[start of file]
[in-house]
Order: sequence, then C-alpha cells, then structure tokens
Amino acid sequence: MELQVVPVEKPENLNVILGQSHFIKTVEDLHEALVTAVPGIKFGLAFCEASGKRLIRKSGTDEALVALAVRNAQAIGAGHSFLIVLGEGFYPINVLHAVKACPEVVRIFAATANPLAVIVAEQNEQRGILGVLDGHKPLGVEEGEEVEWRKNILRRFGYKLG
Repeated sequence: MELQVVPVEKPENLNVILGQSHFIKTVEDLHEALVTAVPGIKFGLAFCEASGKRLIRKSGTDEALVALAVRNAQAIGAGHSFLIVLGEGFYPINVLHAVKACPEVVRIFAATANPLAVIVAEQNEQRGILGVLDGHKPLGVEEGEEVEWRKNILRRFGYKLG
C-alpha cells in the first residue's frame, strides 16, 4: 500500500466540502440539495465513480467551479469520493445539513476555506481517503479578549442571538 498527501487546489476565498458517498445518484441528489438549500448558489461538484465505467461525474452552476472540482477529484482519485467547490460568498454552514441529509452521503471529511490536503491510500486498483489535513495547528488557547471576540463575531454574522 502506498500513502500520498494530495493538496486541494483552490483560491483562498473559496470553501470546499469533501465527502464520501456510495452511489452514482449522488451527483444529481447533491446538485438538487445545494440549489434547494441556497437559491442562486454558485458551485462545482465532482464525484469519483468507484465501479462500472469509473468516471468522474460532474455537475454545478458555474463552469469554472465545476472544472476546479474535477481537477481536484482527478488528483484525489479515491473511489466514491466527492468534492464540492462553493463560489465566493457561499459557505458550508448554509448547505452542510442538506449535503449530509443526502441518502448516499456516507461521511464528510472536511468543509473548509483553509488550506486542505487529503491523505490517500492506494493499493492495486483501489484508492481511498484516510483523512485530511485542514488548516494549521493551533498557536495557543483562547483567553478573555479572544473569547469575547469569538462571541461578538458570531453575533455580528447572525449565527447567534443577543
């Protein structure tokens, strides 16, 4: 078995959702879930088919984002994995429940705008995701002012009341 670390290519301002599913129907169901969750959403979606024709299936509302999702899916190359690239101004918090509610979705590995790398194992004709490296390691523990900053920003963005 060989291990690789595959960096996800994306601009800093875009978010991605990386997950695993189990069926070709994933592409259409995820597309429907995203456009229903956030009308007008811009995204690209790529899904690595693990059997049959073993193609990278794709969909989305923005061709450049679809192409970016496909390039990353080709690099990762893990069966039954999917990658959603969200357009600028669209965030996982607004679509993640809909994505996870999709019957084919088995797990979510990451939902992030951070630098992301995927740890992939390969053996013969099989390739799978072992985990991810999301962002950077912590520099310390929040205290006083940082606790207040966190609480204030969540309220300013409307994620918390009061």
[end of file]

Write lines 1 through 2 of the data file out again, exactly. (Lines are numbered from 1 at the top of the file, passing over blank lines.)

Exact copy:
[in-house]
Order: sequence, then C-alpha cells, then structure tokens